In a previous study, the will-to-live (WTL) was presented as a parsimonious and easy to use indicator of well-being, perceived differently by men and women. This study evaluates the role of WTL in long-term survival of elderly men and women. In 1994, socio-demographic, psychosocial, and health characteristics were collected from a sample of 1138 Israeli elderly persons (70+) by structured interviews. Data regarding survival were gathered 7.5 years later. Results indicated that WTL was significantly related to survival in univariate analyses. However, in multivariate Cox analyses, conducted separately on men and women, the will-to-live predicted survival only among women after adjusting for age, self-rated health (SRH) and psychosocial variables, so that the stronger the WTL, the higher the chances of survival for women. Age, WTL and SRH were the only statistically significant predictors of survival in women. Survival of men was predicted by age, daily functioning, SRH, working outside home or volunteering, and self-esteem. Our findings show that the WTL predicts long-term survival among elderly women, and therefore has a prognostic value. This strengthens its previously presented importance as a generalized indicator of well-being. These findings have practical implications for formal and informal caregivers.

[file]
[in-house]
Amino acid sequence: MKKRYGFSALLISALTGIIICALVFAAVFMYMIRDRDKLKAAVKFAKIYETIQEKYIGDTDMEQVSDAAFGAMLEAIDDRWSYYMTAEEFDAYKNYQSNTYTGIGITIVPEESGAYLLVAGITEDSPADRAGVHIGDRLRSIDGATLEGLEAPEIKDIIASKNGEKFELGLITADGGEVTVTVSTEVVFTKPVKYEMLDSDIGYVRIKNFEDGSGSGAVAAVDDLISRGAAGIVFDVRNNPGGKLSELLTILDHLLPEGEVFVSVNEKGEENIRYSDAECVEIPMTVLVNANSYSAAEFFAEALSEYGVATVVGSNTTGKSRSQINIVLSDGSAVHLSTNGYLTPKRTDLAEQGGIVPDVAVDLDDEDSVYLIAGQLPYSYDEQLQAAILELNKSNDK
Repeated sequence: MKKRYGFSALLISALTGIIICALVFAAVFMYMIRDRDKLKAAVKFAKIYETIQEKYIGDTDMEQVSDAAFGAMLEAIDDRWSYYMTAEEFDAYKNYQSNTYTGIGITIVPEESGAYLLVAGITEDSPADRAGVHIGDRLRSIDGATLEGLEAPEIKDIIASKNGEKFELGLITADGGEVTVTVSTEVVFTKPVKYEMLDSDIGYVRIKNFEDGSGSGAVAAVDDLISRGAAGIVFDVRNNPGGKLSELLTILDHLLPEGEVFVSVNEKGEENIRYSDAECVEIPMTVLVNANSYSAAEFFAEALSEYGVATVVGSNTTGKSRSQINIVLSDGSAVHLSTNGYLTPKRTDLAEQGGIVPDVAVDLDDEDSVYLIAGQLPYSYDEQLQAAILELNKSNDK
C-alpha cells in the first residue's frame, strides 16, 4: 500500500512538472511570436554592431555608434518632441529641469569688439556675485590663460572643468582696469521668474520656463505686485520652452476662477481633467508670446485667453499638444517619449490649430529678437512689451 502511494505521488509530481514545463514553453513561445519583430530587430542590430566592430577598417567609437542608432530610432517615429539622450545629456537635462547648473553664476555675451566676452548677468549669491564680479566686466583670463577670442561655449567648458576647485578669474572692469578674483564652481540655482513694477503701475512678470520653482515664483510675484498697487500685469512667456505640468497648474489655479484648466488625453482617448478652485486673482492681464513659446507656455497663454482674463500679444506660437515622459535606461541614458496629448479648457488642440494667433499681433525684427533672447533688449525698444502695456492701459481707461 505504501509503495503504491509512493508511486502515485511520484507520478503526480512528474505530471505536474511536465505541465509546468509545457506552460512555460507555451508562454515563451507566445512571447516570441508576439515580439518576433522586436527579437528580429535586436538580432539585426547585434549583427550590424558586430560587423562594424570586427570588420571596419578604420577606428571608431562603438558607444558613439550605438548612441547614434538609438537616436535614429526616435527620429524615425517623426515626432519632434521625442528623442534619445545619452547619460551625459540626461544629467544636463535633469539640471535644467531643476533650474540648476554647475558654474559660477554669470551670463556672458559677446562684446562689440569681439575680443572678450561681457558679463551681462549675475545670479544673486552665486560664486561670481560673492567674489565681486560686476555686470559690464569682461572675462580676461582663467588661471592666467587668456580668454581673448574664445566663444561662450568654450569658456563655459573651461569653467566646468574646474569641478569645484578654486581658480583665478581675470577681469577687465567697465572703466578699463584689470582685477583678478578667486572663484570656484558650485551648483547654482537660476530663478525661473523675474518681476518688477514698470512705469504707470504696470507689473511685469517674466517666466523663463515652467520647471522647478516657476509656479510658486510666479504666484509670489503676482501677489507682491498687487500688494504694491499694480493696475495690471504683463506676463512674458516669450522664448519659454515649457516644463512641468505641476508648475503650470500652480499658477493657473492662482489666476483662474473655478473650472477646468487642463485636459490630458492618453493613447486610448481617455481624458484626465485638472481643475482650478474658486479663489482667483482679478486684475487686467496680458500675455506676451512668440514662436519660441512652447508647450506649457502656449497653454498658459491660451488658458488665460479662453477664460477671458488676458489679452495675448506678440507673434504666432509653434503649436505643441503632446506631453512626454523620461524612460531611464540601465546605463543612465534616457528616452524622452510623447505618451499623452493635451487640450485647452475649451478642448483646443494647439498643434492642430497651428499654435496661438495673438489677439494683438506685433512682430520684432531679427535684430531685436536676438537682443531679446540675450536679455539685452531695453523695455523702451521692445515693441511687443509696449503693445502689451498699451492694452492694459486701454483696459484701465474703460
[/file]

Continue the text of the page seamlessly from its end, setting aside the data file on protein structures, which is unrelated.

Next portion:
- Self-rated health
ASJC Scopus subject areas
- Health(social science)
- History and Philosophy of Science